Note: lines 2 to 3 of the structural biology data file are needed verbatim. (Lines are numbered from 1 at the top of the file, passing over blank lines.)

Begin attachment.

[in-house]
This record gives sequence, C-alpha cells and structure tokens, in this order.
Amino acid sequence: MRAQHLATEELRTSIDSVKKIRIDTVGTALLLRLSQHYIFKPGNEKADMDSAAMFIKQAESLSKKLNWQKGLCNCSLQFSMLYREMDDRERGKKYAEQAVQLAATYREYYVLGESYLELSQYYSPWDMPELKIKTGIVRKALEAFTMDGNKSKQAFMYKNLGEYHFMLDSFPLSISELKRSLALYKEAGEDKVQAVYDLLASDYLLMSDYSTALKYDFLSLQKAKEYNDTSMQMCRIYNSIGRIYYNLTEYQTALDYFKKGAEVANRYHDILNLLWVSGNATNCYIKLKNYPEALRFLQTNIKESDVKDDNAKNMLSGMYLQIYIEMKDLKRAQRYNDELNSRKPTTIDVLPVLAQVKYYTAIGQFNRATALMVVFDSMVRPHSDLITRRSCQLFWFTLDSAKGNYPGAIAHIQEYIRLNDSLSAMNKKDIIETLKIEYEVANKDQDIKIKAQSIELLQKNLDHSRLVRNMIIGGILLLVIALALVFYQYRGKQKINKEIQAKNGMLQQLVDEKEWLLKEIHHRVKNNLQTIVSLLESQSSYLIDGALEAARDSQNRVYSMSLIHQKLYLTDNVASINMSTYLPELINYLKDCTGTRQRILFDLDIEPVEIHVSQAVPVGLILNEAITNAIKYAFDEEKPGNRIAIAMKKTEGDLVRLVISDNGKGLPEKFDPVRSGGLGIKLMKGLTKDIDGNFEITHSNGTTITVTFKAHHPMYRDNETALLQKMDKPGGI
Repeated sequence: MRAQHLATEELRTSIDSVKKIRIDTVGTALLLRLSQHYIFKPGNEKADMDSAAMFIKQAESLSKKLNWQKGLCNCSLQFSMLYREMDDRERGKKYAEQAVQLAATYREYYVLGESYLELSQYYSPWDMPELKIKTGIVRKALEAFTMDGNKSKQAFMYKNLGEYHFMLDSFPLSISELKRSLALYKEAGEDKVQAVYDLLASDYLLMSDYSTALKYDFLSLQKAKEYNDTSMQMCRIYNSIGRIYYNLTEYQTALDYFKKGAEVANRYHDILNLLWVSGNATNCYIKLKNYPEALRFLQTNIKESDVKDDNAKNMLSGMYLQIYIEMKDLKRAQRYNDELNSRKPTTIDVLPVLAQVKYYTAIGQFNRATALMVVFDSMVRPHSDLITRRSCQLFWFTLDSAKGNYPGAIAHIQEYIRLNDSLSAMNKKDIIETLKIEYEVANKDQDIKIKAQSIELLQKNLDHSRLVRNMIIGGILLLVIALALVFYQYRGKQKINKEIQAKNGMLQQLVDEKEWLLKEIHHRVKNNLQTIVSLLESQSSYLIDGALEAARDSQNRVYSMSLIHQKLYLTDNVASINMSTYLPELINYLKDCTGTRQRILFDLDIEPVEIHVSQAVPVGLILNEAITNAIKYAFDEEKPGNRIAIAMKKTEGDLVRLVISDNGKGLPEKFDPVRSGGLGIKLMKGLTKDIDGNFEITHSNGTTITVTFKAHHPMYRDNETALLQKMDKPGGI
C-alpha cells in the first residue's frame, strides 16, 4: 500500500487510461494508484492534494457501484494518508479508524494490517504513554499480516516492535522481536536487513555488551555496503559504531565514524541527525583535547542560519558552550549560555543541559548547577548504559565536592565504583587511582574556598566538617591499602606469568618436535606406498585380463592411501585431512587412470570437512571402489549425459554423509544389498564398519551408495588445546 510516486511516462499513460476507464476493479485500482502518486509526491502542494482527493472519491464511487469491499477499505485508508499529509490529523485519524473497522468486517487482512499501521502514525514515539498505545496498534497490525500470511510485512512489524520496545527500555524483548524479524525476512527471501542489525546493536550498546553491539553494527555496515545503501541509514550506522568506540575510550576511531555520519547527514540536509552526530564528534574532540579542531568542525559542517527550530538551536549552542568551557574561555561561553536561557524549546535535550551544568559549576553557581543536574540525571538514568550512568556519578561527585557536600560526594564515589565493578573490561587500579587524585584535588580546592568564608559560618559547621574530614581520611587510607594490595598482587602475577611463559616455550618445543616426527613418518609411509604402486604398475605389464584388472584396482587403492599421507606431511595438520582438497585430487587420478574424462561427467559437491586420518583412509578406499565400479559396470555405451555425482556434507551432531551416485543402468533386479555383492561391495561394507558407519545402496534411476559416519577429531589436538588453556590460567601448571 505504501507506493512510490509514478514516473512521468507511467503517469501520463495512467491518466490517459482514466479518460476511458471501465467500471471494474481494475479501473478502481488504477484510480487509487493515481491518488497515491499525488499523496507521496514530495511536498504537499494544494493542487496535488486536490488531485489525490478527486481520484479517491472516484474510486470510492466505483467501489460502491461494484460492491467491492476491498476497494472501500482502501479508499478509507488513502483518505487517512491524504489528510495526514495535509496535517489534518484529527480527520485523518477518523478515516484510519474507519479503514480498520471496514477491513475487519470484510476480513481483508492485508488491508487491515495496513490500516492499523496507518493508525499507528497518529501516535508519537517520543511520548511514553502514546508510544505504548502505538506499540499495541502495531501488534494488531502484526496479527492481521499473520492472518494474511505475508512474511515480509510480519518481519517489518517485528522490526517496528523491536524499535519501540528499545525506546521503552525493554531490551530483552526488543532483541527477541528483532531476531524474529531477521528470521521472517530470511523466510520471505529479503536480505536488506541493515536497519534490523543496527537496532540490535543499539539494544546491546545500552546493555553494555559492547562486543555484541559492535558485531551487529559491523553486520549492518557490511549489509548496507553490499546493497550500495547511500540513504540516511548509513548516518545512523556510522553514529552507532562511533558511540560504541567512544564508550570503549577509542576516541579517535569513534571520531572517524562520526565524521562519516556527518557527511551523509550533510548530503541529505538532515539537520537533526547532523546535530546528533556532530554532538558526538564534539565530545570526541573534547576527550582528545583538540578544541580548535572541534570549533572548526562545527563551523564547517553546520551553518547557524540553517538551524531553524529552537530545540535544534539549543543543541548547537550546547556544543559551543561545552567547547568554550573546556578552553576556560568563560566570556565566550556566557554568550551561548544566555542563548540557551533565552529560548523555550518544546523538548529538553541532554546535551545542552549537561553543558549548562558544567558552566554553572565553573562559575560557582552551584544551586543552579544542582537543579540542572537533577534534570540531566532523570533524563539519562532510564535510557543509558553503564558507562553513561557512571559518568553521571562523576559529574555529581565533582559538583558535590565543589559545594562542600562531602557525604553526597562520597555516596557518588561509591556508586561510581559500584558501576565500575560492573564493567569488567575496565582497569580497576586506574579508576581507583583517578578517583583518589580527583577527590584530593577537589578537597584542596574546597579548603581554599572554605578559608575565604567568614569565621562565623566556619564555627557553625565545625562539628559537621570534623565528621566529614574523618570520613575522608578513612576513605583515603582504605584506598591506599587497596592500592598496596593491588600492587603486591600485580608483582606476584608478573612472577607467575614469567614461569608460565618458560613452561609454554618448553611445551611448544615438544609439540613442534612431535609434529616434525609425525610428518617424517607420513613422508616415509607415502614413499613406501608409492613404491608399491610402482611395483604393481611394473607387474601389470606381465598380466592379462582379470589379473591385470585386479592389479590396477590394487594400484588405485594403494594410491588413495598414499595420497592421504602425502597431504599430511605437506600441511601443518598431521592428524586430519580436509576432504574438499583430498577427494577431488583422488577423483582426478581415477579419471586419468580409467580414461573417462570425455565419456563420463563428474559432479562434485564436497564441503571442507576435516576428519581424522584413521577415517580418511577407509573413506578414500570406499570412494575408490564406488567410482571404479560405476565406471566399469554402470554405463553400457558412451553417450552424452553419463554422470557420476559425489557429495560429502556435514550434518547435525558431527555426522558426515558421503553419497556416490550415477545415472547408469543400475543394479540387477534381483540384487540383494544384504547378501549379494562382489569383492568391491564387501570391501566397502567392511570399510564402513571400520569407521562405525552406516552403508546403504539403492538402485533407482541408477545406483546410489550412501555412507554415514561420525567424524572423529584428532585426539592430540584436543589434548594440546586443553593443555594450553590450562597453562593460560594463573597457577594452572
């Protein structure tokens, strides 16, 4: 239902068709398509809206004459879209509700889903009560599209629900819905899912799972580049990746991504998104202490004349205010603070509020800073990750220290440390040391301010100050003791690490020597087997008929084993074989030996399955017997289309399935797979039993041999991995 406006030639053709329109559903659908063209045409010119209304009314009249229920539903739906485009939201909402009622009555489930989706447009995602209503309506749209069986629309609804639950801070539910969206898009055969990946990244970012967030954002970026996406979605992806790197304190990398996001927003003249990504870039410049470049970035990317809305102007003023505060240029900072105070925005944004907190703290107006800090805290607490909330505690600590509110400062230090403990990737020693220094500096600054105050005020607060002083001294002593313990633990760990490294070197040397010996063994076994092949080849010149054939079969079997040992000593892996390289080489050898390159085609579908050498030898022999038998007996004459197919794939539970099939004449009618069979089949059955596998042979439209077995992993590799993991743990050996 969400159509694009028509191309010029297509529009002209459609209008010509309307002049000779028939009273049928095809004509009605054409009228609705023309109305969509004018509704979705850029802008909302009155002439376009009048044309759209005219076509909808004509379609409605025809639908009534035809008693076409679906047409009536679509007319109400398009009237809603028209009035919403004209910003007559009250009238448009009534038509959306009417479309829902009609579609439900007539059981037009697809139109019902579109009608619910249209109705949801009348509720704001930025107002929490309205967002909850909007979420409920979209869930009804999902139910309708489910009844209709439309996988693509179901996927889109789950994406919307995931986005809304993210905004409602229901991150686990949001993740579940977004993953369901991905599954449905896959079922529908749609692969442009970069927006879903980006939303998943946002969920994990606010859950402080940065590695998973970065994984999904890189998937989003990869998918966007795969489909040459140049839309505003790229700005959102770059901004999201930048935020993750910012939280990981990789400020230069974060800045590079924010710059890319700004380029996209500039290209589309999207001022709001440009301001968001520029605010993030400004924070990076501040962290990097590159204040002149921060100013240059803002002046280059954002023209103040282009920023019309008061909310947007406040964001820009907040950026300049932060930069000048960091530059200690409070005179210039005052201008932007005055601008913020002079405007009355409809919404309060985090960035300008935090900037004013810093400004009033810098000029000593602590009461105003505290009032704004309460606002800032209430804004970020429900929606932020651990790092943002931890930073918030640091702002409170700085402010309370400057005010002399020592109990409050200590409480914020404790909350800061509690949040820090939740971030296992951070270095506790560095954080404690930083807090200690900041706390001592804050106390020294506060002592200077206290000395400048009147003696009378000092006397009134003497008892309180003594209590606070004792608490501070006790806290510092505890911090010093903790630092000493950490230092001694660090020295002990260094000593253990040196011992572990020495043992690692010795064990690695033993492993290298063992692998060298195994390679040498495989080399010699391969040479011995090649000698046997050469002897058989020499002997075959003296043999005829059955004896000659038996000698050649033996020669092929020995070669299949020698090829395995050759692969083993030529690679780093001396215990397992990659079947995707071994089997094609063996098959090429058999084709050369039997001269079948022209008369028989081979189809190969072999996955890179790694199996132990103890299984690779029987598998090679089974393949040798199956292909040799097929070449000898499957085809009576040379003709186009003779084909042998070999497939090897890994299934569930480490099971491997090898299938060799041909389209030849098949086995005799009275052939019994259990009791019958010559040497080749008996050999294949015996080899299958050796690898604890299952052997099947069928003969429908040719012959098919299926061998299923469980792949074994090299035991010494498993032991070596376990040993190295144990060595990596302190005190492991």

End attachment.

This record gives sequence, C-alpha cells and structure tokens, in this order.
Amino acid sequence: MRAQHLATEELRTSIDSVKKIRIDTVGTALLLRLSQHYIFKPGNEKADMDSAAMFIKQAESLSKKLNWQKGLCNCSLQFSMLYREMDDRERGKKYAEQAVQLAATYREYYVLGESYLELSQYYSPWDMPELKIKTGIVRKALEAFTMDGNKSKQAFMYKNLGEYHFMLDSFPLSISELKRSLALYKEAGEDKVQAVYDLLASDYLLMSDYSTALKYDFLSLQKAKEYNDTSMQMCRIYNSIGRIYYNLTEYQTALDYFKKGAEVANRYHDILNLLWVSGNATNCYIKLKNYPEALRFLQTNIKESDVKDDNAKNMLSGMYLQIYIEMKDLKRAQRYNDELNSRKPTTIDVLPVLAQVKYYTAIGQFNRATALMVVFDSMVRPHSDLITRRSCQLFWFTLDSAKGNYPGAIAHIQEYIRLNDSLSAMNKKDIIETLKIEYEVANKDQDIKIKAQSIELLQKNLDHSRLVRNMIIGGILLLVIALALVFYQYRGKQKINKEIQAKNGMLQQLVDEKEWLLKEIHHRVKNNLQTIVSLLESQSSYLIDGALEAARDSQNRVYSMSLIHQKLYLTDNVASINMSTYLPELINYLKDCTGTRQRILFDLDIEPVEIHVSQAVPVGLILNEAITNAIKYAFDEEKPGNRIAIAMKKTEGDLVRLVISDNGKGLPEKFDPVRSGGLGIKLMKGLTKDIDGNFEITHSNGTTITVTFKAHHPMYRDNETALLQKMDKPGGI